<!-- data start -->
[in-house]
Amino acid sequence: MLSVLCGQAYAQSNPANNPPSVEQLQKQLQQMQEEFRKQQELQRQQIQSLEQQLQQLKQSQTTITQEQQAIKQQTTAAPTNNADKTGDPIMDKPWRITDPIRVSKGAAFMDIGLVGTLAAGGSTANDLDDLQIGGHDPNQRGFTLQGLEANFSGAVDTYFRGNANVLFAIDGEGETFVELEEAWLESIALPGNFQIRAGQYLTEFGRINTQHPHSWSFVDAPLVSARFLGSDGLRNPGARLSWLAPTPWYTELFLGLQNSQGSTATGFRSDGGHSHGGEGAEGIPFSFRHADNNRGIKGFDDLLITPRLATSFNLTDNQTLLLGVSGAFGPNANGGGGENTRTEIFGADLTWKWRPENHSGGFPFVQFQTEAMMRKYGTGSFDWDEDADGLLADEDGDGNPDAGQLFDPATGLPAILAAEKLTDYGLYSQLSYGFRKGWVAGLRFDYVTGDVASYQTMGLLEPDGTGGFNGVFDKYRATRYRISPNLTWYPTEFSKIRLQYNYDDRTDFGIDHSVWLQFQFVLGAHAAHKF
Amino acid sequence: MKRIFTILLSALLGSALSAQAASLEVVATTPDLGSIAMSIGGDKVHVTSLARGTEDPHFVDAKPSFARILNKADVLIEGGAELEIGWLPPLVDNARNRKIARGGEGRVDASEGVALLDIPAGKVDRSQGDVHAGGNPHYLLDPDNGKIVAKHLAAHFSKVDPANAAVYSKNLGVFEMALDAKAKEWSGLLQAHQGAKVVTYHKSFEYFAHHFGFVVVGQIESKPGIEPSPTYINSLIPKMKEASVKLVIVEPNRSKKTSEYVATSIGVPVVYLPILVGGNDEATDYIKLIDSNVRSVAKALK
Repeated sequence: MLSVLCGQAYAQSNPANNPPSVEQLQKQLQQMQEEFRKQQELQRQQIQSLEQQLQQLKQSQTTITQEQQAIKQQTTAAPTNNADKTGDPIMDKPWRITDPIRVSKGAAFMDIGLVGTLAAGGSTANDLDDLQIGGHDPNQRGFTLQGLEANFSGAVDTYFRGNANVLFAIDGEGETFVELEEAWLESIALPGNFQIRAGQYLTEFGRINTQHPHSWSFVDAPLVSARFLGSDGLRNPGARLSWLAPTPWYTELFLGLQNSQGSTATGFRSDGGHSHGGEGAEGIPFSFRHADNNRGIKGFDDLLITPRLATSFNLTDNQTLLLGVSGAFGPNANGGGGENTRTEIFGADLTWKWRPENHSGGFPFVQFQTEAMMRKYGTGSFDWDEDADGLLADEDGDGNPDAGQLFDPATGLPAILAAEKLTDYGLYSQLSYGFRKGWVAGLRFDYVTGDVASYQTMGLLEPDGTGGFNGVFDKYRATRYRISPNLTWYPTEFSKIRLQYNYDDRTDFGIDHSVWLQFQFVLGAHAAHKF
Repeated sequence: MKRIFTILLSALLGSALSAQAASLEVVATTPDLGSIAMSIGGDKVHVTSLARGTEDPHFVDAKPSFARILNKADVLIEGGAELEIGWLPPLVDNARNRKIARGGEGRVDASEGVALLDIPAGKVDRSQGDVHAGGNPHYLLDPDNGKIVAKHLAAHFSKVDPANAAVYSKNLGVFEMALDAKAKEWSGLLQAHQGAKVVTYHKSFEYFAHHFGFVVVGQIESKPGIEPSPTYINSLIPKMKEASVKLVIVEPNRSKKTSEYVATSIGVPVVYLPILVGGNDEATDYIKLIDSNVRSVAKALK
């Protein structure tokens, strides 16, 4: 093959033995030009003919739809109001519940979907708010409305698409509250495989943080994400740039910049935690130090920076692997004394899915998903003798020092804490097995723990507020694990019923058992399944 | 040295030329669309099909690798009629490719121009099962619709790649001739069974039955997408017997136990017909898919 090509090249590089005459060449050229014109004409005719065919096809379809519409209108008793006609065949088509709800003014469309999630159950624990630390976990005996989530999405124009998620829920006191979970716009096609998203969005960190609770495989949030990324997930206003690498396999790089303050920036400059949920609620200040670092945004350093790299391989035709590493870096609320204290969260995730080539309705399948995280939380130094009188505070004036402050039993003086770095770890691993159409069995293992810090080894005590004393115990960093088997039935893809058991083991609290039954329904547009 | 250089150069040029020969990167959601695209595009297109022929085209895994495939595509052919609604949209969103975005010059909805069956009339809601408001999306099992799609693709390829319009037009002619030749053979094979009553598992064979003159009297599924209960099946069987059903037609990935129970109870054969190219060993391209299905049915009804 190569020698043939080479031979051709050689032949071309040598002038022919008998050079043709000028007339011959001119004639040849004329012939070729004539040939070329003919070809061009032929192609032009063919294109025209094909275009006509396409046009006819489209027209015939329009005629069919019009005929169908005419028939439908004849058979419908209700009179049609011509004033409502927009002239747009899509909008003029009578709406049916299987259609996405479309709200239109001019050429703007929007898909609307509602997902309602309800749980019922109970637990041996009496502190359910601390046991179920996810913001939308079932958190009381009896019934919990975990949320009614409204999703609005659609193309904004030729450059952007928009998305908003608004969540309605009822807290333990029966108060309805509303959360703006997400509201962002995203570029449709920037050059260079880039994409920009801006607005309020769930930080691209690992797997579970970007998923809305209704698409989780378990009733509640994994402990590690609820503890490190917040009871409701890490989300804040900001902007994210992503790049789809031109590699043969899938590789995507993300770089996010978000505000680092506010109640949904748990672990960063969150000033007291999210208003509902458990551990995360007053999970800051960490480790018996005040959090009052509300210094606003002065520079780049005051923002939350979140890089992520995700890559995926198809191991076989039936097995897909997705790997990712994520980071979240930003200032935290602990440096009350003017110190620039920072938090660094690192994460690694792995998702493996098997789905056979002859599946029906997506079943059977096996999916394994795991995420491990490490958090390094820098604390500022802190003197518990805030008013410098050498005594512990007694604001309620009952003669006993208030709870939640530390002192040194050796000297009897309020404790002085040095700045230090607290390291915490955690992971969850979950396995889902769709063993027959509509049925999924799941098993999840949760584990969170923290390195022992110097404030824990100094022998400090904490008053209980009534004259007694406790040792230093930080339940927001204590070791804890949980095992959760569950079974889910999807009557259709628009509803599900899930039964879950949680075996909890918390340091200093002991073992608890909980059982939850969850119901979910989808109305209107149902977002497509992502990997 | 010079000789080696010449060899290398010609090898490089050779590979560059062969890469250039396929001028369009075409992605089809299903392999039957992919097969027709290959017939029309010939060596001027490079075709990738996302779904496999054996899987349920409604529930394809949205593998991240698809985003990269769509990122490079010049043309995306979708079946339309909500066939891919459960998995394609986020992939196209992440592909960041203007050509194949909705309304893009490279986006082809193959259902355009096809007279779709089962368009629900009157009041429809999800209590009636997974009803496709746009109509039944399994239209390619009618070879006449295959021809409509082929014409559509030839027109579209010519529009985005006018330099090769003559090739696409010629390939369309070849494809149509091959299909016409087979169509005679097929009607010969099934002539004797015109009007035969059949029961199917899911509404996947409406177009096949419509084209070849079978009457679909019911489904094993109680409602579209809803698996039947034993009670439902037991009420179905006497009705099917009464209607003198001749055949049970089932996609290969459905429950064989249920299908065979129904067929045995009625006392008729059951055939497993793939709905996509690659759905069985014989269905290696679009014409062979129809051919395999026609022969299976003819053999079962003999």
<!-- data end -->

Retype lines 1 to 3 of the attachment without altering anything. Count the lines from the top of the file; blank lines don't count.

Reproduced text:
[in-house]
Amino acid sequence: MLSVLCGQAYAQSNPANNPPSVEQLQKQLQQMQEEFRKQQELQRQQIQSLEQQLQQLKQSQTTITQEQQAIKQQTTAAPTNNADKTGDPIMDKPWRITDPIRVSKGAAFMDIGLVGTLAAGGSTANDLDDLQIGGHDPNQRGFTLQGLEANFSGAVDTYFRGNANVLFAIDGEGETFVELEEAWLESIALPGNFQIRAGQYLTEFGRINTQHPHSWSFVDAPLVSARFLGSDGLRNPGARLSWLAPTPWYTELFLGLQNSQGSTATGFRSDGGHSHGGEGAEGIPFSFRHADNNRGIKGFDDLLITPRLATSFNLTDNQTLLLGVSGAFGPNANGGGGENTRTEIFGADLTWKWRPENHSGGFPFVQFQTEAMMRKYGTGSFDWDEDADGLLADEDGDGNPDAGQLFDPATGLPAILAAEKLTDYGLYSQLSYGFRKGWVAGLRFDYVTGDVASYQTMGLLEPDGTGGFNGVFDKYRATRYRISPNLTWYPTEFSKIRLQYNYDDRTDFGIDHSVWLQFQFVLGAHAAHKF
Amino acid sequence: MKRIFTILLSALLGSALSAQAASLEVVATTPDLGSIAMSIGGDKVHVTSLARGTEDPHFVDAKPSFARILNKADVLIEGGAELEIGWLPPLVDNARNRKIARGGEGRVDASEGVALLDIPAGKVDRSQGDVHAGGNPHYLLDPDNGKIVAKHLAAHFSKVDPANAAVYSKNLGVFEMALDAKAKEWSGLLQAHQGAKVVTYHKSFEYFAHHFGFVVVGQIESKPGIEPSPTYINSLIPKMKEASVKLVIVEPNRSKKTSEYVATSIGVPVVYLPILVGGNDEATDYIKLIDSNVRSVAKALK